Entering Week 7, the Denver Broncos offense looked unstoppable.
We've all seen or heard of the statistics. The 44.2 points per game. The 265 total points scored through six weeks.
Peyton Manning's touchdown-to-interception ratio of 22-2. The quartet of Denver receivers all equally featured in the passing game and all on track to eclipse 1,000 receiving yards by the end of the season.
The Broncos offense is unstoppable. Or so we thought before Week 7's game versus the Indianapolis Colts.
The Broncos suffered their first loss of the season—and first regular season loss since Week 5 of the 2012 NFL season—falling to the Colts at Lucas Oil Stadium, 39-33.
Denver's acclaimed offense went seven of eight drives without a first down during the second and third quarters. During that first down drought, the Colts scored three touchdowns to take a commanding 33-14 lead that the Broncos would never recover from.
Entering Week 7, the Broncos averaged just 3.2 three-and-outs per game. In Week 7 versus the Colts, the Broncos had nine offensive drives that ended without a first down.
Unlike anything we had witnessed during the 2013 season, the Broncos offense—that includes the four-time NFL MVP Manning—looked absolutely rattled.
There was Demaryius Thomas, the Broncos' top target, being shut down by Colts cornerback Vontae Davis for the entire game.
There was Manning, the four-time NFL MVP and 2013 MVP favorite, being hit and knocked down repeatedly on his way to two turnovers, which led to 12 points for the home team.
There was the Broncos offense, looking every bit as vulnerable as it did when they lost to the Baltimore Ravens in the divisional playoffs last year after riding an 11-game winning streak.
This loss couldn't have come at a better time for the Broncos. It was about time that a team—a hard-nosed team such as the Colts, who have the fourth-best defense and the best sack specialist in all of the NFL in Robert Mathis—humbled the Broncos.
Better now, in Week 7 of the regular season, rather than in the second round of the playoffs when the Broncos would have to wait another full season just to respond to adversity.
The Broncos aren't going undefeated. They're not invincible. And contrary to popular belief, Peyton isn't perfect.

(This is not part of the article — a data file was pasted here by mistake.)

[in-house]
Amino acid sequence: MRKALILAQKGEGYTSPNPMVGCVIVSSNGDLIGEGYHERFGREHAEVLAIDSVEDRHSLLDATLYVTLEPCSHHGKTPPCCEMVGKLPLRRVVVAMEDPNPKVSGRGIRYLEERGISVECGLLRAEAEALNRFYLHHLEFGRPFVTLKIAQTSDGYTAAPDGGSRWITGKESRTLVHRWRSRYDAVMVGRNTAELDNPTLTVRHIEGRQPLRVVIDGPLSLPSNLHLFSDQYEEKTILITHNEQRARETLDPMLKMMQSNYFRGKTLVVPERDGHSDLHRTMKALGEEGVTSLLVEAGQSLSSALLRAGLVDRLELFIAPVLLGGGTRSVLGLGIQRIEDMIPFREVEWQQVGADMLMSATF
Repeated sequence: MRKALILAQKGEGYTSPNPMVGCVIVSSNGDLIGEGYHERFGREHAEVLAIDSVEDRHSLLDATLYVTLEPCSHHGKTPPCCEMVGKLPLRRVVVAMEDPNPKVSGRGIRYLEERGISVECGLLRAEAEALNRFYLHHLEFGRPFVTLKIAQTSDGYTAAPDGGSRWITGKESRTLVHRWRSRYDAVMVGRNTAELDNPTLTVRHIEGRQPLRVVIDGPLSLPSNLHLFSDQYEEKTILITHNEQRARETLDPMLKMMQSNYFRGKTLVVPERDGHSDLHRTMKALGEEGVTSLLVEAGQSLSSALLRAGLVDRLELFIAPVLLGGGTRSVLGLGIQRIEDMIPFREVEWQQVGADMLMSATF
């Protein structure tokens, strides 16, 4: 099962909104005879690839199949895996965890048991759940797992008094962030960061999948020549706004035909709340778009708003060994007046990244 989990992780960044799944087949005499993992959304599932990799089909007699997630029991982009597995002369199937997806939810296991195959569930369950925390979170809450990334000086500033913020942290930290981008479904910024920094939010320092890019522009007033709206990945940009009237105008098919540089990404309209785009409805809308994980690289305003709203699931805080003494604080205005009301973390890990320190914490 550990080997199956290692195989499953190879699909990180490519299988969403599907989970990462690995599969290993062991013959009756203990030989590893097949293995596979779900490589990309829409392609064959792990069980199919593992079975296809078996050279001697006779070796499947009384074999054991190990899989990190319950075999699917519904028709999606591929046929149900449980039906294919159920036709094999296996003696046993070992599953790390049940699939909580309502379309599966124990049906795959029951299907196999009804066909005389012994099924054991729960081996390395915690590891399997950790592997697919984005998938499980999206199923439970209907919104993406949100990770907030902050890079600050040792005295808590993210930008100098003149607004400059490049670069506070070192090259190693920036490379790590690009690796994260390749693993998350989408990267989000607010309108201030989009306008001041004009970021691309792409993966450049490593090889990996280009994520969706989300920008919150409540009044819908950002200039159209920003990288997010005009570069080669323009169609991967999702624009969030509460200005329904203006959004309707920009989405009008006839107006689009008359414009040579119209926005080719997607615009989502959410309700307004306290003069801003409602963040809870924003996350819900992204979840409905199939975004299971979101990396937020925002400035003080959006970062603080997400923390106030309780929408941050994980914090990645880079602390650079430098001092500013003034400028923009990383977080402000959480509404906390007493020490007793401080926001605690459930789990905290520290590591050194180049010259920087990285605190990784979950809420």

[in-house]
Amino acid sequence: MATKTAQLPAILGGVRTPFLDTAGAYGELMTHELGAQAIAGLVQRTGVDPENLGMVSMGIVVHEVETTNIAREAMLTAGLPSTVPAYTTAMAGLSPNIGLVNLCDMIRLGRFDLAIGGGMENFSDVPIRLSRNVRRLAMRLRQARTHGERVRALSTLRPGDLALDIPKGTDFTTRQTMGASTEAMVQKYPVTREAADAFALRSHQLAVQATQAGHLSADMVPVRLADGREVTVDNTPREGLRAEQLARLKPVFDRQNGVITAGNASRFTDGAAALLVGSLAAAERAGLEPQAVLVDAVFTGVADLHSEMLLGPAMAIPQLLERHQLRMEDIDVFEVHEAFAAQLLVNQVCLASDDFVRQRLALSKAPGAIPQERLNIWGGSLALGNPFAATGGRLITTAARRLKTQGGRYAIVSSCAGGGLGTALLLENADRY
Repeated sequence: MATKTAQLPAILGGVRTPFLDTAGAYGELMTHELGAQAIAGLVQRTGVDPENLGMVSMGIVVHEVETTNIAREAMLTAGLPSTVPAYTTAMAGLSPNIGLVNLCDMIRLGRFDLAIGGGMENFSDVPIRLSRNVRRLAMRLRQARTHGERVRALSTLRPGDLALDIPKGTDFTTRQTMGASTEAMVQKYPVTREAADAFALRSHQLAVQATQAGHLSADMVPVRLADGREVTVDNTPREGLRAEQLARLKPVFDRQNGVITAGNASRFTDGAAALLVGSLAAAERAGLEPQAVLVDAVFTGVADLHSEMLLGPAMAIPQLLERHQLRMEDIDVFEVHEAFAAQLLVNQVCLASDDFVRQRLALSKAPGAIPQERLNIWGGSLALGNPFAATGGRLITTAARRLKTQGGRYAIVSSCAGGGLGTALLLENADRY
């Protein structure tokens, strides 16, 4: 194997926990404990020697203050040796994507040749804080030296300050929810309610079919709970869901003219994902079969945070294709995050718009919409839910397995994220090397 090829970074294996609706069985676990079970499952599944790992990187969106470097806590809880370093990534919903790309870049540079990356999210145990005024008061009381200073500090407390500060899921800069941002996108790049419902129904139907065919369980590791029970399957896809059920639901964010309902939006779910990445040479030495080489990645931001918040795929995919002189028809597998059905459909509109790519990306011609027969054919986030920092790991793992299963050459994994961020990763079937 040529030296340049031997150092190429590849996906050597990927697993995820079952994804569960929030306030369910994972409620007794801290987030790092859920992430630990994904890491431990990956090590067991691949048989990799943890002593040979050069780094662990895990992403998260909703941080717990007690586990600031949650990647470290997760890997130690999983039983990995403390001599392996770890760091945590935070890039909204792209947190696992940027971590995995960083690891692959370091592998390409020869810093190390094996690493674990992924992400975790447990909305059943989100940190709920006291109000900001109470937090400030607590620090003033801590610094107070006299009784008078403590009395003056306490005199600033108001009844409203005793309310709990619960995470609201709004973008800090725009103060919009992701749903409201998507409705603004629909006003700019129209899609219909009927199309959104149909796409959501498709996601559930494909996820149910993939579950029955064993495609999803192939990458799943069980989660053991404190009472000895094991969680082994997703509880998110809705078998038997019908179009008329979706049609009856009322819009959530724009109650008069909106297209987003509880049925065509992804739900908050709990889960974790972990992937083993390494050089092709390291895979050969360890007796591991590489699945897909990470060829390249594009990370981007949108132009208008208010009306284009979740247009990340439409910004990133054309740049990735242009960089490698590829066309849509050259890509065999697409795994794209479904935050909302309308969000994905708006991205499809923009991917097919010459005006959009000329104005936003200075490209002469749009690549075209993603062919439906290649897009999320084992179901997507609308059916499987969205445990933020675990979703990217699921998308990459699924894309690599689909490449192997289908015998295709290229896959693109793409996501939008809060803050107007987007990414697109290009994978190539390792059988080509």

That was all on display in Week 7.
And you know what? That's just fine.
The Broncos will have a chance to respond to their first loss of the season by hosting Mike Shanahan's Washington Redskins in Week 8. It's Shanny's first game in Denver since being fired by the Broncos following the 2008 season, after leading the team to its only two Super Bowl championships.
Last year, all of Denver's flaws were exposed on national television in a win-all playoff game versus the Ravens. The Broncos' flaws were exposed on national television again this year, but this time, it was in a Week 7 regular season game.
The Kansas City Chiefs remain the only undefeated team in the NFL. The Chiefs sit atop of the AFC West for now. The Broncos will have their shot at Kansas City when they play host to the Chiefs four weeks from now for AFC West supremacy.
What did we learn from the Broncos' 39-33 defeat on Sunday night?
We learned that they're not unstoppable. The notion was further reinforced that Manning struggles when he's hit. It was finally proven in an actual game that the Broncos' receivers struggle with bump-and-run pass coverage.
And although it may be worrisome to some fans in Broncos country, the Broncos have 10 more weeks to perfect their craft.
The Colts handed the Broncos their first loss of the 2013 season. What are the positives from such a loss in Manning's return to Indianapolis?
Better to learn your weaknesses in the middle of the regular season rather than in the postseason.
Denver's last winning streak ended during the postseason, but unlike last year, the Broncos offense will have plenty of opportunities in the coming months to respond to their latest defeat.